San Martin: History
A history of Deforestation on the path to Sustainability
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San Martin, Peru: An Overview
The department of San Martin is located in Northern Perú, in the upper part of the Peruvian Amazon. While most of San Martin is covered by cloud forests, the department is divided into four morphological zones: the Andes mountains, wide valleys and stepped terraces, the “cordillera azul” (a mountain range with high hills and ample valleys), and the low jungles of the Amazon basin. Its major ecosystem type is a humid mountain forest, which accounts for 25,285km2 of San Martin’s total land area of 51,253km2.
Both plant and wildlife biodiversity in San Martin are extremely high. For example, in the Rio Abiseo National Park, 900 wildlife species have been identified. Of those 900 species, 181 are mammals, 409 birds, 17 reptiles, 30 amphibians, 14 fish, and 250 invertebrates. This small state within Perú accounts for more mammal species than every country in Western Europe. San Martin holds a staggering total of 3,827 registered species of plants, of which 544 are endemic to the region.
With a population of 840,790 people (2.7% of the national population), San Martin is one of the least developed states in Peru. About 44% of the people in San Martin live in poverty and with 17% living in extreme poverty conditions.
San Martin’s GDP is $5,586,000,000 with agriculture, livestock, and hunting as its most productive sectors, accounting for 26.4% of the state’s GDP. San Martin’s major exports are coffee (75.9%) and cacao (22.4%).
Deforestation in San Martin
While 60% of San Martin’s area is covered by forest, high levels of deforestation have shaped this region’s history. San Martin’s deforestation started before that of other Amazonian regions largely due to immigration in the 1960s and a larger number of settlers in the 1980s-1990s. Increased deforestation was exacerbated by the construction of the Fernando Belaunde highway in 1970. The aggregate amount of total deforestation rose from 318,151 hectares to 1.2 million hectares in the period between 1963-1987. By 2000, about 30% of the San Martin province had been deforested, and an additional 278,115 hectares were lost by 2005. According to the Ministry of Agriculture of Peru, San Martin’s deforestation peaked in 2005, and it was the region with the highest deforestation rate in Peru that year, with 1.62 million hectares lost.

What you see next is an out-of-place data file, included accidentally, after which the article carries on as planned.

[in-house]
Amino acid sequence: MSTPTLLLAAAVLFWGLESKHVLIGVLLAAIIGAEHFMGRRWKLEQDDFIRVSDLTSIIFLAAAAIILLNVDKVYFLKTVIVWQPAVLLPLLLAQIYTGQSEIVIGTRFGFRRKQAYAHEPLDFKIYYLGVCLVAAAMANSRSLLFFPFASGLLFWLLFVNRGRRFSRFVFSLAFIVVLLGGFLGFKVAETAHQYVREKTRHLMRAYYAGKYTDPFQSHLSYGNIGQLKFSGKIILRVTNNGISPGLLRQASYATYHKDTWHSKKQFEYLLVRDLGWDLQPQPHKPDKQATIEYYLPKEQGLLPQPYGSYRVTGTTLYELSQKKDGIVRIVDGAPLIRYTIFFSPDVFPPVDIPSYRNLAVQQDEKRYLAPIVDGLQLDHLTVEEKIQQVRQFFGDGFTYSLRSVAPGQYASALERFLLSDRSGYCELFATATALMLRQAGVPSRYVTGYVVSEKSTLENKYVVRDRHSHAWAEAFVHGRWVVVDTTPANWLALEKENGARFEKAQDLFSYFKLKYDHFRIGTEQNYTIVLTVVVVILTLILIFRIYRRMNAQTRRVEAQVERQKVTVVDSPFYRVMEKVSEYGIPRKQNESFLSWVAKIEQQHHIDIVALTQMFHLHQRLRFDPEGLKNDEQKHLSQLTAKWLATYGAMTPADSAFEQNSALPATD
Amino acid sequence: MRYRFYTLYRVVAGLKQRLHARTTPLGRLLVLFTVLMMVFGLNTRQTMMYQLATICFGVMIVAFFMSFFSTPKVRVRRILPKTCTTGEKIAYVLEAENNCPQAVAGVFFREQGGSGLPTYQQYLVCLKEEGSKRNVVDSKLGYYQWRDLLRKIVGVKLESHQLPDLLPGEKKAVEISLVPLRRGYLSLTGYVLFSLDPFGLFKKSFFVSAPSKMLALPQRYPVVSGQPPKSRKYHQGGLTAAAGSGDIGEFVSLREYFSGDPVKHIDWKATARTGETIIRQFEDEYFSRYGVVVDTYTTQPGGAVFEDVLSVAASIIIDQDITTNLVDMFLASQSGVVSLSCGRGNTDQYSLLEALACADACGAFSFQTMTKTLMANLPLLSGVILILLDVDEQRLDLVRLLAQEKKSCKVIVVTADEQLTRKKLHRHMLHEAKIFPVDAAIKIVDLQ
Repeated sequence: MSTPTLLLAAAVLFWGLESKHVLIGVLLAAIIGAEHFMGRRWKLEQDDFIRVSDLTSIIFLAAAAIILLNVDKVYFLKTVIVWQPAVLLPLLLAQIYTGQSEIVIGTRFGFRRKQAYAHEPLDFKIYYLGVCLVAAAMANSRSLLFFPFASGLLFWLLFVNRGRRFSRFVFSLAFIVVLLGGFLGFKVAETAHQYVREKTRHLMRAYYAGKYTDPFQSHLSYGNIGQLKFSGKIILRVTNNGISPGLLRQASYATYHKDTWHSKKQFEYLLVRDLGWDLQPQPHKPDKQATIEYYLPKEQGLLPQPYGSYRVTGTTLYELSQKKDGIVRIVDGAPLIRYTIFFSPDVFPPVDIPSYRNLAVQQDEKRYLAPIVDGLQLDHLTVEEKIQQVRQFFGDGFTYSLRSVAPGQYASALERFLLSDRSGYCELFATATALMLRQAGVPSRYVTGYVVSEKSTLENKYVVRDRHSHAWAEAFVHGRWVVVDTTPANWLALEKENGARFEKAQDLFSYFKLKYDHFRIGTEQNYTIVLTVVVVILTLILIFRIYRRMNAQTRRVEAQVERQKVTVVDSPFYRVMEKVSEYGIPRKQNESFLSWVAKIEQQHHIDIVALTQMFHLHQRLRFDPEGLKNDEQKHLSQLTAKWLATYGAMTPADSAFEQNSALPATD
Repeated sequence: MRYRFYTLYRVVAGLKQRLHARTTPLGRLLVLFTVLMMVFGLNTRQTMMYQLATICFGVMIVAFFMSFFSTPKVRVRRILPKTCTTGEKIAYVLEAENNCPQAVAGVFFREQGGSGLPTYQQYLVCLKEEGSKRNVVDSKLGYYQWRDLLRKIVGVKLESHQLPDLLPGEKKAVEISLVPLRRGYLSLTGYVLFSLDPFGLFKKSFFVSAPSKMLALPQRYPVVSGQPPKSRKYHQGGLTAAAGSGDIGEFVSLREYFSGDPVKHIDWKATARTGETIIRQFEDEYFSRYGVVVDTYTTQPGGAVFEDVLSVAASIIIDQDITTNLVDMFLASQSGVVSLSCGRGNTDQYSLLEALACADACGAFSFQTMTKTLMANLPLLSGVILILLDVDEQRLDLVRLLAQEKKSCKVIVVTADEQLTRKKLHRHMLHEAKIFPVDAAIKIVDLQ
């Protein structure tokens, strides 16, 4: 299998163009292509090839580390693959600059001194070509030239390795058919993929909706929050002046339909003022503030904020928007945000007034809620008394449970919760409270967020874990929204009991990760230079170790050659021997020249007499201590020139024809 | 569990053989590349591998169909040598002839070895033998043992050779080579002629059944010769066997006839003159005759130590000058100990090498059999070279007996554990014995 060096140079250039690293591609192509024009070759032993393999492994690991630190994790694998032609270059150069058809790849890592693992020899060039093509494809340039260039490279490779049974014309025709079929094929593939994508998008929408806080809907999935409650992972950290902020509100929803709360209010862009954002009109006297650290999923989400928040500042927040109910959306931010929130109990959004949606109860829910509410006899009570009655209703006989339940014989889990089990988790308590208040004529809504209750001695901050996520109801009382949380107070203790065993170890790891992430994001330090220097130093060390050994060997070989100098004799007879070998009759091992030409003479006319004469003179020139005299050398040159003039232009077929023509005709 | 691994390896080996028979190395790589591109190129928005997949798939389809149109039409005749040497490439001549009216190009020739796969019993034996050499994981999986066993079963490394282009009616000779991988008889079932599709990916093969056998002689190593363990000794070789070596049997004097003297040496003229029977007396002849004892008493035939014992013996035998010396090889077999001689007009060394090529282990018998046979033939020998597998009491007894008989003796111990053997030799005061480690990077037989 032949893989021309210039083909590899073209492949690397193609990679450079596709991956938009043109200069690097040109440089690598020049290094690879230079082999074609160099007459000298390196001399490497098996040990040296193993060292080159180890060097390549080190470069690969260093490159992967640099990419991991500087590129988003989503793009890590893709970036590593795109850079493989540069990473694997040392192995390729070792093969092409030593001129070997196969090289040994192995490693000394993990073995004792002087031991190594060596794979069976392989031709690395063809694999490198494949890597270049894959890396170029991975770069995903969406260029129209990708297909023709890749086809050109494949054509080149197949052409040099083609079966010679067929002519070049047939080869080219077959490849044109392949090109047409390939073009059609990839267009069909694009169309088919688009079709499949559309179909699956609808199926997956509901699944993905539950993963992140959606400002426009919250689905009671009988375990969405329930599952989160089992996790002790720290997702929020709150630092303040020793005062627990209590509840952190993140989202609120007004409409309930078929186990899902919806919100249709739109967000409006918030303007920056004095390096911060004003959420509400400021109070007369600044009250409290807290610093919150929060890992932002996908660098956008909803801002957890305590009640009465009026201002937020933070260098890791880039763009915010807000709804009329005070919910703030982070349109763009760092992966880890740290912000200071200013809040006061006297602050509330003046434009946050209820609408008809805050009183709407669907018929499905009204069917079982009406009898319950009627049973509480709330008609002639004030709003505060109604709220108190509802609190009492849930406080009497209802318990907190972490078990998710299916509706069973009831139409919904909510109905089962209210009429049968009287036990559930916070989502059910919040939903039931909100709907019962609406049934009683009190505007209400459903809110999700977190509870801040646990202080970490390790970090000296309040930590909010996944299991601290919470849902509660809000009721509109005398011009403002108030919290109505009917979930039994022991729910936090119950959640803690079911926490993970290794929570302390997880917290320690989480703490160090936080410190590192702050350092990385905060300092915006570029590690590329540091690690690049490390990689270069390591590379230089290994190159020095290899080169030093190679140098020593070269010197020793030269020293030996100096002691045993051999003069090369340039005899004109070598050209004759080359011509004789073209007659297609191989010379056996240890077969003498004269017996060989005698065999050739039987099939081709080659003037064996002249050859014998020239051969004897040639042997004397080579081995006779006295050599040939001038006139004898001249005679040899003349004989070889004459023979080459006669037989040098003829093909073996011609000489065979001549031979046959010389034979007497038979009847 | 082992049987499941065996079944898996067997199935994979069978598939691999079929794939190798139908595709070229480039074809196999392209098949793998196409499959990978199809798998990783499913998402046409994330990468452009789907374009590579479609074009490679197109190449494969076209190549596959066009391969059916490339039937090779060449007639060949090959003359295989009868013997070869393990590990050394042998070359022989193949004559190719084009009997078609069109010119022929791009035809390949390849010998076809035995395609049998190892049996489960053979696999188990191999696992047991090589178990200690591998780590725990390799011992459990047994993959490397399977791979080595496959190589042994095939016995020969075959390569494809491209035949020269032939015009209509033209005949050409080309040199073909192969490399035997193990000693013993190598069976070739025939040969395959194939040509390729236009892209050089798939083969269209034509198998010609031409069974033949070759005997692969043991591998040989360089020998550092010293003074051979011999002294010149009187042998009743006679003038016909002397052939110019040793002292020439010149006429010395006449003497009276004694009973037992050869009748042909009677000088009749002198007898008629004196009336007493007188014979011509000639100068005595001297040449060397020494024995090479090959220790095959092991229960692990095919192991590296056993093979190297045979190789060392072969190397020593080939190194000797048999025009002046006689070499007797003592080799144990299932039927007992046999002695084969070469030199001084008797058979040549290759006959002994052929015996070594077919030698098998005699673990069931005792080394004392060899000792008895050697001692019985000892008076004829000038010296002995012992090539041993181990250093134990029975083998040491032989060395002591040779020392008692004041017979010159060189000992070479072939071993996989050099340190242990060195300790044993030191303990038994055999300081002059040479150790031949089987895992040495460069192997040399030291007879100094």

While deforestation has substantially decreased in the past 15 years, the official forest reference level submitted to the UNFCCC by MINAM predicts a total of 338km2 of forest will be lost in 2020. San Martin’s troublesome environmental history started to change when the Nueva Amazonia (New Amazon) party ran for regional government in 2007. The Nueva Amazonia party had a vision of forest conservation and agricultural intensification. Areas across San Martin were zoned through an Ecological Economic Zoning (EEZ) project which designated areas based on their optimal land uses. Eventually, the EEZ process assessed and demarcated 70% (2.5 million hectares) of the regional territory as well-suited for different designations of forest conservation.
Toward a More Sustainable San Martin
Since assuming regional control, San Martin has become an advocate for forest preservation and sustainability. The San Martin region is actively engaged in jurisdictional partnerships to reduce deforestation, including participation with the Governors’ Climate and Forests Task Force and the Under 2 Coalition. The regional government of San Martin have made ambitious commitments to reduce deforestation rates by becoming members of the Amazon Interregional Council (CIAM), and signing the Guadalajara Declaration that “reaffirms the commitment of the Amazonian regions of Peru to reduce deforestation rates and move towards sustainable development for the implementation of the actions of the joint declaration on REDD+ of Peru, Norway, and Germany.” REDD+ is the United Nations Program on Reducing Emissions from Deforestation and Forest Degradation; both Peru and the region of San Martin participate in REDD+ readiness initiatives. From 2013 to 2015, the REDD+ conservation rewards scheme yielded approximately $33.5 million for the country of Peru. In addition, San Martin is a founding member of the Amazon Interregional Council (CIAM), and the regional government is also advancing a Production, Protection, and Inclusion (PPI) approach which seeks to stimulate public and private investment to improve the livelihoods of rural producers while reducing deforestation, land trafficking, and wildlife trafficking, and mitigating and adapting to climate change.
Today, the government of San Martin is committed to forest conservation as well as sustainable agricultural production. Its mission statement is to promote comprehensive and sustainable development of the region in an inclusive, competitive, and supportive manner within the framework of modernization, with a territorial focus, and with watershed management.